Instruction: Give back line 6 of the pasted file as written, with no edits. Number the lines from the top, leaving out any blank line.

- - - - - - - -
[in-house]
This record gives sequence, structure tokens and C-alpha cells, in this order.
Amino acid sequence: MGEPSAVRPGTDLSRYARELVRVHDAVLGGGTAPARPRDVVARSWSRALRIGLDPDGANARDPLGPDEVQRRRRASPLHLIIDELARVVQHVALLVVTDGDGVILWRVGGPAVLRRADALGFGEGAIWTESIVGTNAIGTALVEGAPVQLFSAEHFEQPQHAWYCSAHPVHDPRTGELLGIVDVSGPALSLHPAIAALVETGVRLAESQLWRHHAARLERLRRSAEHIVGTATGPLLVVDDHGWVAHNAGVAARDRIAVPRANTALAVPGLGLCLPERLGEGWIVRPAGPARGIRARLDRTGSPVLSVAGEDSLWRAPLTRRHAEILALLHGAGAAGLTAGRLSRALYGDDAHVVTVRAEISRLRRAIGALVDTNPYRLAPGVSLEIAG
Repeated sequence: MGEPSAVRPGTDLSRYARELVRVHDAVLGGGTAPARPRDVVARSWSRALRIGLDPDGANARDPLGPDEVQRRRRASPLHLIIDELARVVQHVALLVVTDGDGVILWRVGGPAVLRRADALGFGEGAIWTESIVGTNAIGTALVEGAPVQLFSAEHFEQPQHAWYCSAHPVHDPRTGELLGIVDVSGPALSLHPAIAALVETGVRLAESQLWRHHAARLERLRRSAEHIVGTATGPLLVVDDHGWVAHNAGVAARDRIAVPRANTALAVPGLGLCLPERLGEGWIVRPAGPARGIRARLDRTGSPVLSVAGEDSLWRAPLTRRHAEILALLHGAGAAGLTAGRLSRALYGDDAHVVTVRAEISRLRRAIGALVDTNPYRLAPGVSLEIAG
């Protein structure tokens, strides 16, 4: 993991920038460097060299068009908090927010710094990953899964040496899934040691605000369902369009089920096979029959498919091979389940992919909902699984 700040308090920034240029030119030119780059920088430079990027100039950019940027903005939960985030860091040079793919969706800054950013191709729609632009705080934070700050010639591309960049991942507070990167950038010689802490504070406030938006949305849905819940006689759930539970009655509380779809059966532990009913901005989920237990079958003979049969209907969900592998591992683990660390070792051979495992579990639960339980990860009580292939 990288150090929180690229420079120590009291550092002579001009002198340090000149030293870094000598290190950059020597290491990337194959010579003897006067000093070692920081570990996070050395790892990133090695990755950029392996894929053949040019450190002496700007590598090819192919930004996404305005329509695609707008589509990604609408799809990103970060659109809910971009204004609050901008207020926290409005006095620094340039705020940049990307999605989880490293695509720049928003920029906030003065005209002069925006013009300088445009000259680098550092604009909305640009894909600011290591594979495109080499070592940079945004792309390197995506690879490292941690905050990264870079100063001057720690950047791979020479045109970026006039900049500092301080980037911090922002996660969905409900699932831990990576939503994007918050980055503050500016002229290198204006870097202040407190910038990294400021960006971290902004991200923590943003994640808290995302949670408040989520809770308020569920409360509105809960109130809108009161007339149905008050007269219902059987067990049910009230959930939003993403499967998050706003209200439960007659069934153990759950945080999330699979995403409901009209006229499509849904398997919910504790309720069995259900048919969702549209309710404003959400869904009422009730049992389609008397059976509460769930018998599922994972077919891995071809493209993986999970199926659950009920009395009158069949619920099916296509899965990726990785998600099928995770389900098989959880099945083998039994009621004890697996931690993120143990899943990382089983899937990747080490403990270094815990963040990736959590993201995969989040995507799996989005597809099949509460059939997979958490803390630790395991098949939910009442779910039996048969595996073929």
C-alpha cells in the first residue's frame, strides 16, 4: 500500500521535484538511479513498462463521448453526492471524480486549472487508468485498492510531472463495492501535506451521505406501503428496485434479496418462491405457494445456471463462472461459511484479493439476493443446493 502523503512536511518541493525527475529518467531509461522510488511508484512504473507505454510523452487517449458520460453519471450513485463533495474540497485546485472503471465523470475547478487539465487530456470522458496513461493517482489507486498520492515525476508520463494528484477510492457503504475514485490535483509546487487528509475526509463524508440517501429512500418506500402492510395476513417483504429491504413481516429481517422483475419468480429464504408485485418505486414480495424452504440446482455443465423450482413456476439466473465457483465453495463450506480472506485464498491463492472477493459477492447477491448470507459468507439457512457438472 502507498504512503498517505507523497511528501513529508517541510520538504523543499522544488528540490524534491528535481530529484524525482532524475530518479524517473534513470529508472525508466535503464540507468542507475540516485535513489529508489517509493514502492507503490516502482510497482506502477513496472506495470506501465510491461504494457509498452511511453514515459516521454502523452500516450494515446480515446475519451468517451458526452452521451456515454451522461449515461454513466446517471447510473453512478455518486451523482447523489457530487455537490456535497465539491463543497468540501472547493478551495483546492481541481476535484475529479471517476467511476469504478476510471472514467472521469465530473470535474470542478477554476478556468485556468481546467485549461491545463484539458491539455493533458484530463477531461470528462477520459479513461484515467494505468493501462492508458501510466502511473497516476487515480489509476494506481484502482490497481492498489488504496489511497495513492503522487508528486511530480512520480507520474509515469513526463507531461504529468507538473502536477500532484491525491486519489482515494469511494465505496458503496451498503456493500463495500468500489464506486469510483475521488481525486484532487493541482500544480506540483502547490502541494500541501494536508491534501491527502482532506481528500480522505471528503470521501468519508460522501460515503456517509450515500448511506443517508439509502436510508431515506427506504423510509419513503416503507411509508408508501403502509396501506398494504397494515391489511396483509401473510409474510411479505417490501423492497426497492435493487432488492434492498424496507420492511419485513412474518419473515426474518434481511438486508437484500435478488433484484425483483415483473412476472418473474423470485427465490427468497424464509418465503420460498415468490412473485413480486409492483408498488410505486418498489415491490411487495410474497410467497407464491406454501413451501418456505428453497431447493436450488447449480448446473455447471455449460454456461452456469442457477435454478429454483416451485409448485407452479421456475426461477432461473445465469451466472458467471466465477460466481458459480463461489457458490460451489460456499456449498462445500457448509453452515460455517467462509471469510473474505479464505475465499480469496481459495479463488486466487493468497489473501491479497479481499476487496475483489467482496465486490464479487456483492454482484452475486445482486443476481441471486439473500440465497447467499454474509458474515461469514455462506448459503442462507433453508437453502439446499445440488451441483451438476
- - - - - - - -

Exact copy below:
C-alpha cells in the first residue's frame, strides 16, 4: 500500500521535484538511479513498462463521448453526492471524480486549472487508468485498492510531472463495492501535506451521505406501503428496485434479496418462491405457494445456471463462472461459511484479493439476493443446493 502523503512536511518541493525527475529518467531509461522510488511508484512504473507505454510523452487517449458520460453519471450513485463533495474540497485546485472503471465523470475547478487539465487530456470522458496513461493517482489507486498520492515525476508520463494528484477510492457503504475514485490535483509546487487528509475526509463524508440517501429512500418506500402492510395476513417483504429491504413481516429481517422483475419468480429464504408485485418505486414480495424452504440446482455443465423450482413456476439466473465457483465453495463450506480472506485464498491463492472477493459477492447477491448470507459468507439457512457438472 502507498504512503498517505507523497511528501513529508517541510520538504523543499522544488528540490524534491528535481530529484524525482532524475530518479524517473534513470529508472525508466535503464540507468542507475540516485535513489529508489517509493514502492507503490516502482510497482506502477513496472506495470506501465510491461504494457509498452511511453514515459516521454502523452500516450494515446480515446475519451468517451458526452452521451456515454451522461449515461454513466446517471447510473453512478455518486451523482447523489457530487455537490456535497465539491463543497468540501472547493478551495483546492481541481476535484475529479471517476467511476469504478476510471472514467472521469465530473470535474470542478477554476478556468485556468481546467485549461491545463484539458491539455493533458484530463477531461470528462477520459479513461484515467494505468493501462492508458501510466502511473497516476487515480489509476494506481484502482490497481492498489488504496489511497495513492503522487508528486511530480512520480507520474509515469513526463507531461504529468507538473502536477500532484491525491486519489482515494469511494465505496458503496451498503456493500463495500468500489464506486469510483475521488481525486484532487493541482500544480506540483502547490502541494500541501494536508491534501491527502482532506481528500480522505471528503470521501468519508460522501460515503456517509450515500448511506443517508439509502436510508431515506427506504423510509419513503416503507411509508408508501403502509396501506398494504397494515391489511396483509401473510409474510411479505417490501423492497426497492435493487432488492434492498424496507420492511419485513412474518419473515426474518434481511438486508437484500435478488433484484425483483415483473412476472418473474423470485427465490427468497424464509418465503420460498415468490412473485413480486409492483408498488410505486418498489415491490411487495410474497410467497407464491406454501413451501418456505428453497431447493436450488447449480448446473455447471455449460454456461452456469442457477435454478429454483416451485409448485407452479421456475426461477432461473445465469451466472458467471466465477460466481458459480463461489457458490460451489460456499456449498462445500457448509453452515460455517467462509471469510473474505479464505475465499480469496481459495479463488486466487493468497489473501491479497479481499476487496475483489467482496465486490464479487456483492454482484452475486445482486443476481441471486439473500440465497447467499454474509458474515461469514455462506448459503442462507433453508437453502439446499445440488451441483451438476